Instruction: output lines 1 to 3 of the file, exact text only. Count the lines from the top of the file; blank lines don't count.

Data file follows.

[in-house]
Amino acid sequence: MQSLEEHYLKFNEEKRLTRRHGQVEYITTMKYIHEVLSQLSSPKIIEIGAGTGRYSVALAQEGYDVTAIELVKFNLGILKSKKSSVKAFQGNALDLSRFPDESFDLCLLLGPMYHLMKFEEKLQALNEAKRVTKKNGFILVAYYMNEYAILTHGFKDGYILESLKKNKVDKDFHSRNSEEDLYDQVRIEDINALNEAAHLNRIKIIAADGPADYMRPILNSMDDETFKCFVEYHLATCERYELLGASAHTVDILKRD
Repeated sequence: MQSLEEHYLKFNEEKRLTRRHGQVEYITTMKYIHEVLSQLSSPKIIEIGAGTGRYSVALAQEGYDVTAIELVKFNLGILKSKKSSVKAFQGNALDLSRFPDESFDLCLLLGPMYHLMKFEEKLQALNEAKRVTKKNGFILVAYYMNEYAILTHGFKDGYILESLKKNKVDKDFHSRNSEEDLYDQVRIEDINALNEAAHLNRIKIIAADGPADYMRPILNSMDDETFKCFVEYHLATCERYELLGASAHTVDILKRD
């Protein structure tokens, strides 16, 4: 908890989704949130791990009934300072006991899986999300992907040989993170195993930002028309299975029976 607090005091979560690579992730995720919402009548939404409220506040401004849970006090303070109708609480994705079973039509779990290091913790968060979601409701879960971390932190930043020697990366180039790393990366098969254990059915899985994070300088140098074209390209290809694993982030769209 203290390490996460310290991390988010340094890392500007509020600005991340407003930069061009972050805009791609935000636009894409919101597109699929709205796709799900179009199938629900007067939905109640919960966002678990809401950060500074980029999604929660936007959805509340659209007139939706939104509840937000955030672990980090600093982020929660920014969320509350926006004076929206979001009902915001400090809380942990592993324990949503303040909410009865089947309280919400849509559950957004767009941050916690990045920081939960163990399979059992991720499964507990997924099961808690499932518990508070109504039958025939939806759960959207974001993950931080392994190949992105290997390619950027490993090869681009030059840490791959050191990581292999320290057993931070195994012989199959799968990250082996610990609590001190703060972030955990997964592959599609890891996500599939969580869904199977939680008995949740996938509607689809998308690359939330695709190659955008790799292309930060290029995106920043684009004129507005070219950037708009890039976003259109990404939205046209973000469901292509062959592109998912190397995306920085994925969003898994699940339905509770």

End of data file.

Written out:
[in-house]
Amino acid sequence: MQSLEEHYLKFNEEKRLTRRHGQVEYITTMKYIHEVLSQLSSPKIIEIGAGTGRYSVALAQEGYDVTAIELVKFNLGILKSKKSSVKAFQGNALDLSRFPDESFDLCLLLGPMYHLMKFEEKLQALNEAKRVTKKNGFILVAYYMNEYAILTHGFKDGYILESLKKNKVDKDFHSRNSEEDLYDQVRIEDINALNEAAHLNRIKIIAADGPADYMRPILNSMDDETFKCFVEYHLATCERYELLGASAHTVDILKRD
Repeated sequence: MQSLEEHYLKFNEEKRLTRRHGQVEYITTMKYIHEVLSQLSSPKIIEIGAGTGRYSVALAQEGYDVTAIELVKFNLGILKSKKSSVKAFQGNALDLSRFPDESFDLCLLLGPMYHLMKFEEKLQALNEAKRVTKKNGFILVAYYMNEYAILTHGFKDGYILESLKKNKVDKDFHSRNSEEDLYDQVRIEDINALNEAAHLNRIKIIAADGPADYMRPILNSMDDETFKCFVEYHLATCERYELLGASAHTVDILKRD